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Definition) A point $x\in X$ is a limit point of S if every ball $B(x;r)$ contains infinitely many points from $S$.

A point $x\in X$ is called an isolated point of S if $\exists r > 0$ such that $B(x;r)\cap S = \{x\}$.

Problem) $S\subset X^{metric}$. Let $S_1$ be the set of limit points of S. Let $S_2$ be the set of isolated points of S.

Show that $\bar S = S_1\cup S_2$ and $S_1 \cap S_2 = \emptyset$.

Suppose x is not a limit point of S. Then $\exists \epsilon > 0$ such that $B(x;\epsilon)$ contains only finitely points of S. By shrinking $\epsilon$, we can assume that $B(x;\epsilon)$ contains no points of S other than possibly x itself. This means x is an isolated point. So $S_1\cap S_2 = \emptyset$. (Until now, is this right?)

Then I confused about limit point and closure. Originally I thought $\bar S=S_1$. But it is wrong and I lost my way.

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  • $\begingroup$ In your start of proof, you have not considered the possibility $x\notin S$. In that case, your argument shows that $x\notin \overline{S}$. If you look carefully, you see that $X = S_1 \cup S_2 \cup (X\setminus\overline{S})$ from your argument. Note also that $\overline{S} = S \cup S_1$. $\endgroup$ – Daniel Fischer Apr 16 '14 at 13:10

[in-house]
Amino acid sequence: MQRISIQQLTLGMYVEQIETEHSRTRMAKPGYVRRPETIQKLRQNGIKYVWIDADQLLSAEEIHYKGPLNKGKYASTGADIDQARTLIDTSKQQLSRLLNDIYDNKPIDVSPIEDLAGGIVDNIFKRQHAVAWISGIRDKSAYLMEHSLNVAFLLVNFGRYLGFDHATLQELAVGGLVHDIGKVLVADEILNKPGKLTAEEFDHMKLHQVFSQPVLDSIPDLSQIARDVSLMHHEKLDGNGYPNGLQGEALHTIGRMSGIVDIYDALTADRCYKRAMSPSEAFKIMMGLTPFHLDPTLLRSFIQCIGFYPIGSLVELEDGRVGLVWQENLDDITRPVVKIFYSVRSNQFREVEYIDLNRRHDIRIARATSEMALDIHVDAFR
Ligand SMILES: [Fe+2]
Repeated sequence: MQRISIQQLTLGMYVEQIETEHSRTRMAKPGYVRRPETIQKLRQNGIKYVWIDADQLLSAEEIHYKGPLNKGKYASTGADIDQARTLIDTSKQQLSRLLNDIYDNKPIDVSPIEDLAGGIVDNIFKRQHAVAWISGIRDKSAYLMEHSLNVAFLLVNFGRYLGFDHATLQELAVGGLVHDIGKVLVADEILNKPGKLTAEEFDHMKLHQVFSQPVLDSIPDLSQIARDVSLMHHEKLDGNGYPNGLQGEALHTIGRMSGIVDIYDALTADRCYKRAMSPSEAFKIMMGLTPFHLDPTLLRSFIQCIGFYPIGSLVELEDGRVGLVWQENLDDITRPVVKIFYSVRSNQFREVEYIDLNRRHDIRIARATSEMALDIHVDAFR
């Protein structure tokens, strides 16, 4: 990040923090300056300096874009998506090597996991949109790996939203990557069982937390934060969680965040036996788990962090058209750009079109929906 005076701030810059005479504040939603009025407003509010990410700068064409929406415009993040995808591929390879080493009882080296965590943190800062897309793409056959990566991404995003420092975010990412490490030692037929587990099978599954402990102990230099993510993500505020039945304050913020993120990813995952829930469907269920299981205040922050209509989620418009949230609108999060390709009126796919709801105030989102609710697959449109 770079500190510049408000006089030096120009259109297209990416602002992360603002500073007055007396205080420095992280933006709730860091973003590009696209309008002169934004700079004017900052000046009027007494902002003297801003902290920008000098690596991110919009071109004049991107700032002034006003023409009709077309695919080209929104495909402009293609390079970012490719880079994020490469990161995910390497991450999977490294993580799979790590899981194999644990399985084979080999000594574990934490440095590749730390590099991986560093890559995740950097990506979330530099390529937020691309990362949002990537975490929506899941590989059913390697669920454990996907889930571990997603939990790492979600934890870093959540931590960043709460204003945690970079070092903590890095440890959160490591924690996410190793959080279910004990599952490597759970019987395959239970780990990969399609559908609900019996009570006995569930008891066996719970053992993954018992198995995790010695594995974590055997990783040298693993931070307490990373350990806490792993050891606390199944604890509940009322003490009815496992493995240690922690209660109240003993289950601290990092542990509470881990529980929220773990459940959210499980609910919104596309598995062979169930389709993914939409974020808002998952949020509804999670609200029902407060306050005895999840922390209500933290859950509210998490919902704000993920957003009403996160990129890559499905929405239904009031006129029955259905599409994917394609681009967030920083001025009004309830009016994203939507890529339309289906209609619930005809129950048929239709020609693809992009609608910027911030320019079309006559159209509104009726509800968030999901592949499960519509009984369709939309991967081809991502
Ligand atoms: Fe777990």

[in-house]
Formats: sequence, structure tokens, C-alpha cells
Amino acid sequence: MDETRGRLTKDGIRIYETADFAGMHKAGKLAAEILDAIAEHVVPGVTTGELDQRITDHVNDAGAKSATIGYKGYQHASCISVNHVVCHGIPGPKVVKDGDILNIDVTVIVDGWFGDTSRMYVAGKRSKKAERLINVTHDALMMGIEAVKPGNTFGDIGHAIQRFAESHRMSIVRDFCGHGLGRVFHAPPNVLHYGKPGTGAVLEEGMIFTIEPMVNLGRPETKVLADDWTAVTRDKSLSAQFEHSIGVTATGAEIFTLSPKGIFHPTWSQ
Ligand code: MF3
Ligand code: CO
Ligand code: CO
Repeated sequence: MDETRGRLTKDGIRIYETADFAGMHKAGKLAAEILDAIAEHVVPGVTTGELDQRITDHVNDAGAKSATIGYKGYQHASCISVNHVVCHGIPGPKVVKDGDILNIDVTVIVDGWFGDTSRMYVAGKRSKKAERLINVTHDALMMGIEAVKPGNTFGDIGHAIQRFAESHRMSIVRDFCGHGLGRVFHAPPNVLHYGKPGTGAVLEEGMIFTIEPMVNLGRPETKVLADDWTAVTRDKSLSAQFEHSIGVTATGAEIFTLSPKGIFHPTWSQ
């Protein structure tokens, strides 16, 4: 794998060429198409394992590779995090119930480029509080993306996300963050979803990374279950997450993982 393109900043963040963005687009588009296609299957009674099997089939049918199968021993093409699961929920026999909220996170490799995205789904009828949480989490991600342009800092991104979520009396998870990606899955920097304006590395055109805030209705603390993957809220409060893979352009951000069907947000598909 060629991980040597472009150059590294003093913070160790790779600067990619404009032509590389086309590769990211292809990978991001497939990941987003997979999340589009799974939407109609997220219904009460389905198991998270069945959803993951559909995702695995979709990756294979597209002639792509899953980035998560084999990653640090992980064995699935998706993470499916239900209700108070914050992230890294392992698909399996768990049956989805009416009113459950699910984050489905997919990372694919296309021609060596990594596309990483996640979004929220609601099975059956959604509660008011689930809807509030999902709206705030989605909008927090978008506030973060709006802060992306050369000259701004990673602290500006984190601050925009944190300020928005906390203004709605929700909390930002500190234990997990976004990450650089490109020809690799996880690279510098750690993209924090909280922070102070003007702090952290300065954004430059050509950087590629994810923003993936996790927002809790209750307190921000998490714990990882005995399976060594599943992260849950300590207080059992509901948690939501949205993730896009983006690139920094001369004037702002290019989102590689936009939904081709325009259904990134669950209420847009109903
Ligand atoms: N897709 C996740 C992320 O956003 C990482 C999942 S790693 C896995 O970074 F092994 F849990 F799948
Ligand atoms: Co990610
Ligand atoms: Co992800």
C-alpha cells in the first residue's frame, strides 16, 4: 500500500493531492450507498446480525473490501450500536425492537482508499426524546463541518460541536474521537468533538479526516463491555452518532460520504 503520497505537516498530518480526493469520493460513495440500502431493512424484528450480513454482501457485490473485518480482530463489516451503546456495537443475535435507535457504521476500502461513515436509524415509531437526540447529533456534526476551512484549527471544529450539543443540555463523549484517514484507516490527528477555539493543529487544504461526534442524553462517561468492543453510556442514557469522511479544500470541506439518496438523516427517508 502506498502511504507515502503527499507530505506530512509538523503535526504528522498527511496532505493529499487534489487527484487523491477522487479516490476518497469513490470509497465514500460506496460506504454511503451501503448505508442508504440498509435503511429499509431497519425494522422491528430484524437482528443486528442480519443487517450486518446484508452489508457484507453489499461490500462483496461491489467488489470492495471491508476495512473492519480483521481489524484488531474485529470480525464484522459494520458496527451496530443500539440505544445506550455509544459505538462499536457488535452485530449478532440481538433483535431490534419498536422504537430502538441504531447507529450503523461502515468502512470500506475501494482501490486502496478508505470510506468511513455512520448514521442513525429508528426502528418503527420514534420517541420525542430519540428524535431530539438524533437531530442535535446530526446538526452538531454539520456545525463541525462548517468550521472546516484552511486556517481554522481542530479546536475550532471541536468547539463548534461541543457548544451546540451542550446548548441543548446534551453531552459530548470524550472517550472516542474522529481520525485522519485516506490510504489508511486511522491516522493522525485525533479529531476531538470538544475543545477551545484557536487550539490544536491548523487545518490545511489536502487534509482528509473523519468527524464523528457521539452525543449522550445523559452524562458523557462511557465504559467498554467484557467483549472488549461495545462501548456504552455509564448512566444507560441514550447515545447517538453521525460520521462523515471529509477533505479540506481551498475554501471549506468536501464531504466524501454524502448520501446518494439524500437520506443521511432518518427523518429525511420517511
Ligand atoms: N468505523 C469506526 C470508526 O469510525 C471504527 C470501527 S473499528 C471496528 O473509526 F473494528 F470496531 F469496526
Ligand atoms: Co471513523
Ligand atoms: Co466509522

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To see that $S_1 \cap S_2 = \emptyset$ you only need to remark that an isolated point of $S$ (i.e. a point in $S_2$) is certainly not a limit point of $S$, i.e. a point of $S_1$.

Your other argument goes a long way in proving the equality $\overline{S} = S_1 \cup S_2$, though.

First, $S_1 \subset \overline{S}$, trivially, and $S_2 \subset S$, so certainly $S_2 \subset \overline{S}$, to take care of the inclusion $S_1 \cup S_2 \subset \overline{S}$.

Now (to see $\overline{S} \subset S_1 \cup S_2$): if $x \in \overline{S}$, then it can be a limit point of $S$, and we'd be done, or there is a ball $B(x,r)$ containing only finitely many point of $S$, say $s_1,\ldots, s_n$. If $x$ is not one of the $s_i$, we'd take $r'$ smaller than $r$ and all $d(x, s_i)$ and have a ball $B(x,r')$ around $x$ missing $S$, which cannot be as $x \in \overline{S}$. So $x = s_i$ for some $i$. But now take $r'$ smaller than $r$ and all $d(x, s_j)$, where $j \neq i$, and we have $B(x, r') \cap S = \{x\}$, so $x \in S_2$.

In short, your argument (slightly extended) shows that $x \in \overline{S}$ and $x \notin S_1$, then $x \in S_2$, which shows the required other inclusion.

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In a metric space $X$, the closure of $S$ is the set of all points $x \in X$ such that $x_n \to x$ for some sequence $\{x_n\}_n$ of points from $S$. Be careful, the constant sequence is allowed, and that's why you need isolated points (belonging to $S$, of course).

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